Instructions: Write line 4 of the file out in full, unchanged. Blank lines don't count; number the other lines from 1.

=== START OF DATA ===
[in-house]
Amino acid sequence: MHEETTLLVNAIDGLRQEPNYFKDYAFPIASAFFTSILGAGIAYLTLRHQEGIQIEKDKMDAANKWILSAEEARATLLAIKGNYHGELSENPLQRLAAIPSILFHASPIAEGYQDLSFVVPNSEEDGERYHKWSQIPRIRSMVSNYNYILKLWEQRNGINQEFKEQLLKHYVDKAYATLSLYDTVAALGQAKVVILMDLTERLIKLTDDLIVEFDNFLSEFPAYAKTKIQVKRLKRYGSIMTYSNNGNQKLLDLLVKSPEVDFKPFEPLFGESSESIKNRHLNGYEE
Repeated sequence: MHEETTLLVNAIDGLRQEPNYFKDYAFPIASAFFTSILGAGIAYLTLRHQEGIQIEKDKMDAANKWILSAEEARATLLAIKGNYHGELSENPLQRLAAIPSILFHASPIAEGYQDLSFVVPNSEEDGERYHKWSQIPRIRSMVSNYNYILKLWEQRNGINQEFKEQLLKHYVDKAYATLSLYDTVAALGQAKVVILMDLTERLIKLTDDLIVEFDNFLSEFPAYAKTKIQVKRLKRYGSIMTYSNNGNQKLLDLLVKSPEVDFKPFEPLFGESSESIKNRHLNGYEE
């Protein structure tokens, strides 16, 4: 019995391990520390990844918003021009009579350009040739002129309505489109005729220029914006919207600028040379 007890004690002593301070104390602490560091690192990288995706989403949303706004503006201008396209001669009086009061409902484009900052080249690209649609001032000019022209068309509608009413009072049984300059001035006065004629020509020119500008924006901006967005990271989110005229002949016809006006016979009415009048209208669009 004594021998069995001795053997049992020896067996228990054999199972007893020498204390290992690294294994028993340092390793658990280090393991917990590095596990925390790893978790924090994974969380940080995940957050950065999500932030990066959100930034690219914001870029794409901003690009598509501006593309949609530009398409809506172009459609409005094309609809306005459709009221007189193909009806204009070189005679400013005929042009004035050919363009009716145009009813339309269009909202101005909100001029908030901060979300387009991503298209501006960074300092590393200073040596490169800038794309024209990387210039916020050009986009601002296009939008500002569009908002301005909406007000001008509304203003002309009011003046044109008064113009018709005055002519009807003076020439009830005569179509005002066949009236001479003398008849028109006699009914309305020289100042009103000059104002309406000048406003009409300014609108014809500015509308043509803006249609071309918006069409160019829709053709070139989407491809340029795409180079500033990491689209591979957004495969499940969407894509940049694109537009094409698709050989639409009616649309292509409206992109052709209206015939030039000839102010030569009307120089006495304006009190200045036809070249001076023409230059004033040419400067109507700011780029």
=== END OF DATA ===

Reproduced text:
């Protein structure tokens, strides 16, 4: 019995391990520390990844918003021009009579350009040739002129309505489109005729220029914006919207600028040379 007890004690002593301070104390602490560091690192990288995706989403949303706004503006201008396209001669009086009061409902484009900052080249690209649609001032000019022209068309509608009413009072049984300059001035006065004629020509020119500008924006901006967005990271989110005229002949016809006006016979009415009048209208669009 004594021998069995001795053997049992020896067996228990054999199972007893020498204390290992690294294994028993340092390793658990280090393991917990590095596990925390790893978790924090994974969380940080995940957050950065999500932030990066959100930034690219914001870029794409901003690009598509501006593309949609530009398409809506172009459609409005094309609809306005459709009221007189193909009806204009070189005679400013005929042009004035050919363009009716145009009813339309269009909202101005909100001029908030901060979300387009991503298209501006960074300092590393200073040596490169800038794309024209990387210039916020050009986009601002296009939008500002569009908002301005909406007000001008509304203003002309009011003046044109008064113009018709005055002519009807003076020439009830005569179509005002066949009236001479003398008849028109006699009914309305020289100042009103000059104002309406000048406003009409300014609108014809500015509308043509803006249609071309918006069409160019829709053709070139989407491809340029795409180079500033990491689209591979957004495969499940969407894509940049694109537009094409698709050989639409009616649309292509409206992109052709209206015939030039000839102010030569009307120089006495304006009190200045036809070249001076023409230059004033040419400067109507700011780029």